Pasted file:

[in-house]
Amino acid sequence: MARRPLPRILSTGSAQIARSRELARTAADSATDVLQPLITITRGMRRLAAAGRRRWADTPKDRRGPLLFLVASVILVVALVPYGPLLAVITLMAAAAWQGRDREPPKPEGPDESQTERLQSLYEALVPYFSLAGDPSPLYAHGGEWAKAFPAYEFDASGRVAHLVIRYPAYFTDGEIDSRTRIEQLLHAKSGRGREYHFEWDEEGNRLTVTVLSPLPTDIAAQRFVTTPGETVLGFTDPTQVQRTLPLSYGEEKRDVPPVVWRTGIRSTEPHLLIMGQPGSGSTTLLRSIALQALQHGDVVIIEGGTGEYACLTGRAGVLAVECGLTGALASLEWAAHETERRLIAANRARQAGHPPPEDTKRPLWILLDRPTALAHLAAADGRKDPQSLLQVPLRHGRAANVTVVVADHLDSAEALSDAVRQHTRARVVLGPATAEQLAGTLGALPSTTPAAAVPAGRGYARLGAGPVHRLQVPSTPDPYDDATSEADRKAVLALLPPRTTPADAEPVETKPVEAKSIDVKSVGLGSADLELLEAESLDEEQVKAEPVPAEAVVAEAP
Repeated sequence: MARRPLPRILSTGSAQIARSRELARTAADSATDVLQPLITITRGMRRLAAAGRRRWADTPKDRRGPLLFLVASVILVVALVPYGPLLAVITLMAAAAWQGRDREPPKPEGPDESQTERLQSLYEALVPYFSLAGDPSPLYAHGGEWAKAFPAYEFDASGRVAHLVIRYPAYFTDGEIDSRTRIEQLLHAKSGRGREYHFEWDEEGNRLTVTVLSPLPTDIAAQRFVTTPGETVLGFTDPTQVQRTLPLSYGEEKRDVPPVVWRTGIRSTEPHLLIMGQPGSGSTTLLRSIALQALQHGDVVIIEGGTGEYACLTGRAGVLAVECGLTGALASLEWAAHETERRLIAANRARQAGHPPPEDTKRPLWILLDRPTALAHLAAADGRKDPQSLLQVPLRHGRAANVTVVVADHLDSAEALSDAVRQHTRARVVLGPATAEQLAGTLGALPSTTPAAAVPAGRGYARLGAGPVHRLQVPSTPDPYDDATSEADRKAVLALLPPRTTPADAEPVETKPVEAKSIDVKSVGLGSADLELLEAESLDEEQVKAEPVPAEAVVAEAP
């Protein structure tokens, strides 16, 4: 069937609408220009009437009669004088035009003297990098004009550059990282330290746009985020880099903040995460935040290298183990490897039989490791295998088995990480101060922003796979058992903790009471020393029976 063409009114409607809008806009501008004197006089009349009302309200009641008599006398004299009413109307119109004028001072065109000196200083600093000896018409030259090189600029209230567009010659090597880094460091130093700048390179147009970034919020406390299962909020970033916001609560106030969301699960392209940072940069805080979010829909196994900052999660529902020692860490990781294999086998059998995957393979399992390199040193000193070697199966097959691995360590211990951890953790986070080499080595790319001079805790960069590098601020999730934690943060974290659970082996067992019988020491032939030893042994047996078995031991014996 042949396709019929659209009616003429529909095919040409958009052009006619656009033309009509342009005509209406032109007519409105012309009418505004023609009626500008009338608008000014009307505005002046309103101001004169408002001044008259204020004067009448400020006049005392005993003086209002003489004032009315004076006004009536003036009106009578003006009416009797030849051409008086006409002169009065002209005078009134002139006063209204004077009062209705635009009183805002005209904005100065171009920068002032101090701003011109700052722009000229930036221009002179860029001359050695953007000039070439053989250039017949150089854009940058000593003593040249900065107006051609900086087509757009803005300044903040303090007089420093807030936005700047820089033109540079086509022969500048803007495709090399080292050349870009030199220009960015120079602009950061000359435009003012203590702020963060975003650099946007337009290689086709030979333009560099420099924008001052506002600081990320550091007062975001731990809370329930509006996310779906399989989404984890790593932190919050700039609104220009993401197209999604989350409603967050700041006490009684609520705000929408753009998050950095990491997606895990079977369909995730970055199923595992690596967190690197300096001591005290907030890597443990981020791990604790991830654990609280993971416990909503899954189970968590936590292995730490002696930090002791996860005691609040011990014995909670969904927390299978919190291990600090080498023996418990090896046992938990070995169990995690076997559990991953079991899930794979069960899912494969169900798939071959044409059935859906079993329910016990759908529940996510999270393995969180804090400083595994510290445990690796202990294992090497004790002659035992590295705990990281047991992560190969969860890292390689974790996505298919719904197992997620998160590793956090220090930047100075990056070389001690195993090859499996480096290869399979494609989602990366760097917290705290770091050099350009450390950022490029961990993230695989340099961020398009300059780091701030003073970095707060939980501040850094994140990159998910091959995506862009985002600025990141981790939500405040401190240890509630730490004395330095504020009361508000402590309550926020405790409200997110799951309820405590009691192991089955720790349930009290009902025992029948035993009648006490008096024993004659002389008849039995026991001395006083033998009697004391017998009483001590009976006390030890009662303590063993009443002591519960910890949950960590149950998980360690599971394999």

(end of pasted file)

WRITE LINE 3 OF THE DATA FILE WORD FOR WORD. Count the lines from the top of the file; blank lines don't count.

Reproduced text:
Repeated sequence: MARRPLPRILSTGSAQIARSRELARTAADSATDVLQPLITITRGMRRLAAAGRRRWADTPKDRRGPLLFLVASVILVVALVPYGPLLAVITLMAAAAWQGRDREPPKPEGPDESQTERLQSLYEALVPYFSLAGDPSPLYAHGGEWAKAFPAYEFDASGRVAHLVIRYPAYFTDGEIDSRTRIEQLLHAKSGRGREYHFEWDEEGNRLTVTVLSPLPTDIAAQRFVTTPGETVLGFTDPTQVQRTLPLSYGEEKRDVPPVVWRTGIRSTEPHLLIMGQPGSGSTTLLRSIALQALQHGDVVIIEGGTGEYACLTGRAGVLAVECGLTGALASLEWAAHETERRLIAANRARQAGHPPPEDTKRPLWILLDRPTALAHLAAADGRKDPQSLLQVPLRHGRAANVTVVVADHLDSAEALSDAVRQHTRARVVLGPATAEQLAGTLGALPSTTPAAAVPAGRGYARLGAGPVHRLQVPSTPDPYDDATSEADRKAVLALLPPRTTPADAEPVETKPVEAKSIDVKSVGLGSADLELLEAESLDEEQVKAEPVPAEAVVAEAP